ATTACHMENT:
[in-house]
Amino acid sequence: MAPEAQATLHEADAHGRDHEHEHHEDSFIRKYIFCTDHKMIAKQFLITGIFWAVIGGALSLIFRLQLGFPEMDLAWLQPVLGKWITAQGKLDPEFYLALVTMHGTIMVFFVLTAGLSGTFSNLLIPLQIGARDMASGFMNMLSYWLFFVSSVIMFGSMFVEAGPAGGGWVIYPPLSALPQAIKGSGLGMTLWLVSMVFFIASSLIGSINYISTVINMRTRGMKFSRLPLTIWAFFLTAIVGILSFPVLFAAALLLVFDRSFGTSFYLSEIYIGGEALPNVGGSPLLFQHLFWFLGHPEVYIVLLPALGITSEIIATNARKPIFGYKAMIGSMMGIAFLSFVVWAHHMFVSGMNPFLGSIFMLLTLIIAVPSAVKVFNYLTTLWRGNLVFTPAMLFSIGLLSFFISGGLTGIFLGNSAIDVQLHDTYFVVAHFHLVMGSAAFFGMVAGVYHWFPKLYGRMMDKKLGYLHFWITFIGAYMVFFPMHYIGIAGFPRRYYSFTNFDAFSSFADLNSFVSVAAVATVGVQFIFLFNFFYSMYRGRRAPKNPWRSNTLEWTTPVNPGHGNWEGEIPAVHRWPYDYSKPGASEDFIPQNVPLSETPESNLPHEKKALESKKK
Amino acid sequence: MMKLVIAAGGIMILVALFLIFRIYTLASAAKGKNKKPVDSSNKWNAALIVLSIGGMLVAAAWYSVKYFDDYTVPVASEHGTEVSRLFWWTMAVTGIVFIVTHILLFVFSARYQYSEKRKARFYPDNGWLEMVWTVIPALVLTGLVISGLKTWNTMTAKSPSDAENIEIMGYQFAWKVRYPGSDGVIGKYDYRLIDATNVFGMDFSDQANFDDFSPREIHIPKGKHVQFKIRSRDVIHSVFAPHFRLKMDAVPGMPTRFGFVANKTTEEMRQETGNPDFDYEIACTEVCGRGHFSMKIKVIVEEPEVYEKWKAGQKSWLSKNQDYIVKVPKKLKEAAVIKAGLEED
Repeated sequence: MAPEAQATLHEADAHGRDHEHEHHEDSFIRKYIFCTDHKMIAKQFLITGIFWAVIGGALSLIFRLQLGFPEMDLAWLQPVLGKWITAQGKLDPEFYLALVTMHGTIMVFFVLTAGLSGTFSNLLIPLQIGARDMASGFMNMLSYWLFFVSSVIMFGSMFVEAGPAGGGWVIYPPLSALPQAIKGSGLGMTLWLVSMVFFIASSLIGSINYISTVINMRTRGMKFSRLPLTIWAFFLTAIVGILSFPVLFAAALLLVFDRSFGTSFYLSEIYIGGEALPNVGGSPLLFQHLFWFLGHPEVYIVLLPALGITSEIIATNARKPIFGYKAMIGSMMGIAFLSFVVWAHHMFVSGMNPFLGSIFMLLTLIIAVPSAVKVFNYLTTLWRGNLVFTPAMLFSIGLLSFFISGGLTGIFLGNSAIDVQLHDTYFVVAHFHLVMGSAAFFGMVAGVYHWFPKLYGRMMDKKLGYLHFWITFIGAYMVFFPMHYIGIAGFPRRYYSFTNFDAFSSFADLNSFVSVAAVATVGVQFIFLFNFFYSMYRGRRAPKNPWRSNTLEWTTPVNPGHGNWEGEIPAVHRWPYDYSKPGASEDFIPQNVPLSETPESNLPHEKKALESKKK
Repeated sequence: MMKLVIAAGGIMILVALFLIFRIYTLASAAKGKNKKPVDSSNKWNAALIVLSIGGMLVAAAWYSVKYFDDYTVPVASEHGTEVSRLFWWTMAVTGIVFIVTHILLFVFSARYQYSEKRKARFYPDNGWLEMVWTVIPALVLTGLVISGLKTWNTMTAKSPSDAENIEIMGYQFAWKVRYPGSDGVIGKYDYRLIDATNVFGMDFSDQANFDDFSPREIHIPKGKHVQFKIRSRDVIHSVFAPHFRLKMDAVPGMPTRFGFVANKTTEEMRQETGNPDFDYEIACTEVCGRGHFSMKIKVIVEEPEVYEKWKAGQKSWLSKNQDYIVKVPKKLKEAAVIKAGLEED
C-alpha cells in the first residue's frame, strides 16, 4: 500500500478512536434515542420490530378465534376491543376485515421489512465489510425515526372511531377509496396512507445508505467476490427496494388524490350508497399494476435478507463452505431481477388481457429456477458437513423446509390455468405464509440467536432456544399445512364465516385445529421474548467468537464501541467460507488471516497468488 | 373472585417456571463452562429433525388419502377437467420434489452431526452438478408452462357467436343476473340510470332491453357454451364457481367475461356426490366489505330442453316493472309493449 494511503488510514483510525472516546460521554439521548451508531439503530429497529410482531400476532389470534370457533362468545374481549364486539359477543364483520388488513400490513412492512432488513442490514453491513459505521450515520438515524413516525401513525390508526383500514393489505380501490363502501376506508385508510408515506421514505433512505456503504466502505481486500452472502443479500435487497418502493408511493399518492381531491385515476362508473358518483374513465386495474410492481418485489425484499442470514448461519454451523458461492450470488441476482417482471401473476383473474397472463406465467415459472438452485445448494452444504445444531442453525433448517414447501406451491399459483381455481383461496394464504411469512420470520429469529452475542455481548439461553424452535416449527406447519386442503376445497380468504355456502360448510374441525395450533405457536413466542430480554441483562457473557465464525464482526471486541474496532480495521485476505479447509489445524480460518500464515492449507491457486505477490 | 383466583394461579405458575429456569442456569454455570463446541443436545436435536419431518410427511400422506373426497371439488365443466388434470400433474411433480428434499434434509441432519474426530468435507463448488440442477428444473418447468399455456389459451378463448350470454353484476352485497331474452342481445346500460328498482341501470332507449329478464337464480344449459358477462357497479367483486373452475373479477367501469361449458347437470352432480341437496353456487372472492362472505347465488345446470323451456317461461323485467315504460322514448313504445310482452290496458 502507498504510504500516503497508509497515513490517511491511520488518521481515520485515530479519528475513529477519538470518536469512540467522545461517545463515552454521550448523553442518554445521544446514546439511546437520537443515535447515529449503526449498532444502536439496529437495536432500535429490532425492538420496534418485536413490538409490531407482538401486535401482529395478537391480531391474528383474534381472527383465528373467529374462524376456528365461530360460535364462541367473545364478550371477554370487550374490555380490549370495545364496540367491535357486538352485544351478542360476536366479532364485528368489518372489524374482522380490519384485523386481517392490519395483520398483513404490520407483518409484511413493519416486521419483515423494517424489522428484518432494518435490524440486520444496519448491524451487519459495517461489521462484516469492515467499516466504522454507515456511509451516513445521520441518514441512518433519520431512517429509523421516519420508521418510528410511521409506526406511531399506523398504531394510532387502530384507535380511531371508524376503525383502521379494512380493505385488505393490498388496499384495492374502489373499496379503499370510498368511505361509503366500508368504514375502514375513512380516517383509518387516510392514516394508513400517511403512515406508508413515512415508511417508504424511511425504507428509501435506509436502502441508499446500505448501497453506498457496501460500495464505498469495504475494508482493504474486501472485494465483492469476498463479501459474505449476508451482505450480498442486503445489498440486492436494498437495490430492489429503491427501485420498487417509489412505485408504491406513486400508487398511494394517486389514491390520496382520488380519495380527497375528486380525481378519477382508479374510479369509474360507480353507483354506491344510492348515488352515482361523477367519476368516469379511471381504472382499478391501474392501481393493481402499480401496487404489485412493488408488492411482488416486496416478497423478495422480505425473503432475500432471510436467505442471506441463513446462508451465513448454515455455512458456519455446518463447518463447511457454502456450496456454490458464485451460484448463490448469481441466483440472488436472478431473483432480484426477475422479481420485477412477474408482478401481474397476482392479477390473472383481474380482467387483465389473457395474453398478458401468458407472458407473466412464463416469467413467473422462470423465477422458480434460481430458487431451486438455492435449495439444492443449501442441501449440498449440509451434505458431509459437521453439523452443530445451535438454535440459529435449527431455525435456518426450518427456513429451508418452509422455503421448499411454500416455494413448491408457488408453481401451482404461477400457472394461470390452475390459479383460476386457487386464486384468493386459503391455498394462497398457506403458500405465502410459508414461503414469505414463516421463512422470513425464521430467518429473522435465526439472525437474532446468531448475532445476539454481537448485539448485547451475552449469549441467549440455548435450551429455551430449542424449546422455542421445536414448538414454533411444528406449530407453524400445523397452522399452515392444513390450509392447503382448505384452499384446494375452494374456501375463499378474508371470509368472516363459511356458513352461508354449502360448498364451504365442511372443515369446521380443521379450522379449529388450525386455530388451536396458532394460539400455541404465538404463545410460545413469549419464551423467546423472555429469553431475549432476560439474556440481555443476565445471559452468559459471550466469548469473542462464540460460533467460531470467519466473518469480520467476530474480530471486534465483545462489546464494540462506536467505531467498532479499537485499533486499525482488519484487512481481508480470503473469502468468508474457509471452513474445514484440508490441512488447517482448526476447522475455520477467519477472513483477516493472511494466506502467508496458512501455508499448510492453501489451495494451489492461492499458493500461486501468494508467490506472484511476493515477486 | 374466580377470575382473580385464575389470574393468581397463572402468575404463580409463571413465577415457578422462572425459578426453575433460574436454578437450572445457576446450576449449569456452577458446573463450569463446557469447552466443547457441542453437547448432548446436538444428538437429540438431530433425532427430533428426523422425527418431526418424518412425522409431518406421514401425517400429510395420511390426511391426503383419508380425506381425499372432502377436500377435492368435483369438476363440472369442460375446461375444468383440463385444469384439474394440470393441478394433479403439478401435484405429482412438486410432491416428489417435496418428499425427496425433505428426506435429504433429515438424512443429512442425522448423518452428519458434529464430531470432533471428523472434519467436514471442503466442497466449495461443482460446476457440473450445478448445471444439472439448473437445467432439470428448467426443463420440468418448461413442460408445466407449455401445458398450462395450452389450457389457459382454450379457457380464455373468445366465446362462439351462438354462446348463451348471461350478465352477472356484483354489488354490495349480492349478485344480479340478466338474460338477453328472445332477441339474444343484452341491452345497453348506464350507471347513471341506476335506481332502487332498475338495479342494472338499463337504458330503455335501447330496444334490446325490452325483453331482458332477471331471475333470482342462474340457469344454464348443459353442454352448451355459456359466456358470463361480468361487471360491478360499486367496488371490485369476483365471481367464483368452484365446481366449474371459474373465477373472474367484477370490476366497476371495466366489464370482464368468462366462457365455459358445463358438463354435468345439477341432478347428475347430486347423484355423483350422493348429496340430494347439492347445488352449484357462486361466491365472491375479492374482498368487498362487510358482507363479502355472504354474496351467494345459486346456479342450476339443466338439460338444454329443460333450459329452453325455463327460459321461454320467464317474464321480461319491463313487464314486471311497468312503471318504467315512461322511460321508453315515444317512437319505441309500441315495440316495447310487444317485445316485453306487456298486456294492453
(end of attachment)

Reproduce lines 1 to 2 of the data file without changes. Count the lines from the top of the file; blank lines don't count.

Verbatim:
[in-house]
Amino acid sequence: MAPEAQATLHEADAHGRDHEHEHHEDSFIRKYIFCTDHKMIAKQFLITGIFWAVIGGALSLIFRLQLGFPEMDLAWLQPVLGKWITAQGKLDPEFYLALVTMHGTIMVFFVLTAGLSGTFSNLLIPLQIGARDMASGFMNMLSYWLFFVSSVIMFGSMFVEAGPAGGGWVIYPPLSALPQAIKGSGLGMTLWLVSMVFFIASSLIGSINYISTVINMRTRGMKFSRLPLTIWAFFLTAIVGILSFPVLFAAALLLVFDRSFGTSFYLSEIYIGGEALPNVGGSPLLFQHLFWFLGHPEVYIVLLPALGITSEIIATNARKPIFGYKAMIGSMMGIAFLSFVVWAHHMFVSGMNPFLGSIFMLLTLIIAVPSAVKVFNYLTTLWRGNLVFTPAMLFSIGLLSFFISGGLTGIFLGNSAIDVQLHDTYFVVAHFHLVMGSAAFFGMVAGVYHWFPKLYGRMMDKKLGYLHFWITFIGAYMVFFPMHYIGIAGFPRRYYSFTNFDAFSSFADLNSFVSVAAVATVGVQFIFLFNFFYSMYRGRRAPKNPWRSNTLEWTTPVNPGHGNWEGEIPAVHRWPYDYSKPGASEDFIPQNVPLSETPESNLPHEKKALESKKK